Monday, February 21, 2011

Puff the magic pastry

This puff doesn't look at all professional so you KNOW its homemade, right? Absolutely. But, though obviously imperfect, I don't think I've been so happy with anything I've baked as I am with this puff. It's a simple eggplant puff : roasted eggplant + greek yoghurt + lemon juice, chevril and pine nuts with white cheese.

But the filling is not what I'm over the moon about. It's the pastry. I made the puff pastry at home, from scratch. Making my own puff pastry has been on my to-do list for about six months. I've put it off so long simply because it looked to troublesome and difficult. Most books/recipes on puff pastry come with diagrams, for goodness sake! Diagrams? Egad. Diagrams just remind me of secondary school Science lessons. Not a very pleasant memory. So, yeah. 

But for some reason I felt brave enough to give it a go last Thursday. It was Chap Goh Meh (the 15th day .. and the very last day of the Chinese New Year) and there were some awesome firework displays going on outside. It was 9pm, my usual baking hour. My dog, Mojo, was terrified and refused to go outside. He kept close to me ... real close... his wet nose was, quite literally, stuck to my ankle.  The cutie.

So together, we marched into the kitchen for my most ambitious project this year.

Making puff pastry takes time. Why? Well, you get the rich, flaky and buttery goodness of puff pastry by patiently creating layers (and layers) of dough and butter.

Start by making your basic dough.
250 gms high protein or bread flour
pinch of salt
250 gms unsalted butter
3 tbsp water (more if necessary)

Sift the flour and the salt into a bowl. Cut up 50gms of the cold butter into cubes and with your fingers, gently rub it into the flour till it resembles fine breadcrumbs. Add the water (one tbsp at a time) and, using a knife (and later your fingers), bring the mixture together to form a dough. No need to knead. The dough should be a little sticky.  

Turn the dough out onto a lightly floured surface and rounding it into a ball.Make an X-shaped incision on top of the dough and then wrap tightly in plastic and chill for at least 40 mins.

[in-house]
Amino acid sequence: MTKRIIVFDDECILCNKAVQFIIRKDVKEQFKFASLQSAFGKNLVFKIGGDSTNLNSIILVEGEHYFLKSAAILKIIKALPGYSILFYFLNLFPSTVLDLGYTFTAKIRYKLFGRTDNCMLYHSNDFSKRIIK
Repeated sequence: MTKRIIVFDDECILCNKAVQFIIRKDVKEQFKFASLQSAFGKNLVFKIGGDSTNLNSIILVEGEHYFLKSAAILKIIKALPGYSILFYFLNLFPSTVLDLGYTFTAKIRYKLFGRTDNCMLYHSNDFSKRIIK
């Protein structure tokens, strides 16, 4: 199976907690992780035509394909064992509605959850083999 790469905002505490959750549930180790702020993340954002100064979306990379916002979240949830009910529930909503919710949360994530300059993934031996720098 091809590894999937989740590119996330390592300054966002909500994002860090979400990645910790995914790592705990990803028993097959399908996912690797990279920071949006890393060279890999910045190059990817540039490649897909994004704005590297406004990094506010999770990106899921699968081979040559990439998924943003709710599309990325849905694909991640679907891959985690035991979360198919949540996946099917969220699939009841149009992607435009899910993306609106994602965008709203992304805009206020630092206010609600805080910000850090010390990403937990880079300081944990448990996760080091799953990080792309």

While waiting, work the butter.
Sandwich the remaining 200 g butter (still cold but not frozen, about 10-15 mins out of the chiller) in-between two sheets of greaseproof paper. Gently tap with a rolling pin until softened to the same consistency as the dough. Form the butter into a rectangle about 2 cm thick. Chill.

Note: You have to work fast because though your butter has to be soft enough to flatten, you cannot let it get too soft while you are folding it. Tip: don't work in a hot kitchen (i.e in the late morning/afternoon) and use a cold surface (like marble or tile).

Back to the dough.
Once the dough has chilled for a good 40 mins, place the ball on a lightly floured work surface and unfold the four segments that you cut into flaps earlier so your dough looks like a four-leaf clover (mine wasn't too pretty but, come on, it was my first go, right?). The centre should be slightly thicker than the "arms".

Now place the butter in the middle section of the dough (the mounded section) and fold in the arms, stretching the pastry in order to fully cover the butter.

Lightly tap the top of the pastry with a rolling pin to seal the edges and to enlarge and flatten the square a little. Next, roll out the pastry (one direction only, please) to a long rectangle. The edges of the rectangle should be even and straight: mine were not!!!

Now, roughly (in your mind) divide the rectangle into three segments. Fold the bottom third of the rectangle up toward the centre, aligning the edges. Then, fold the top third down: the edges should  meet.

Turn the square 90 degrees to the left (for maximum rising, always rotate the pastry in the same direction) so that the fold is at the side. Now, roll out the pastry into a long rectangle and repeat.

If you cannot work fast enough and you feel the butter getting too soft to handle, chill the buttery dough for about 20 - 30 mins till it hardens a little.

Repeat at least four times.

OK. My step-by-step pictures aren't pretty so have a look at the diagram which I got online.

Better? Yup. Meanwhile, I looked down at my ankles and noticed that my appendage (Mojo) was no longer around. He'd given up and was fast asleep in his cot.

I was really psyched that my pastry turned out well. I could actually see the thin layers of dough and butter. I was on a high. So high was I that the next day when the pastry was ready for use, I made four (yes four) different types of pastries!  

That's the preview. Lookout for the individual posts soon!

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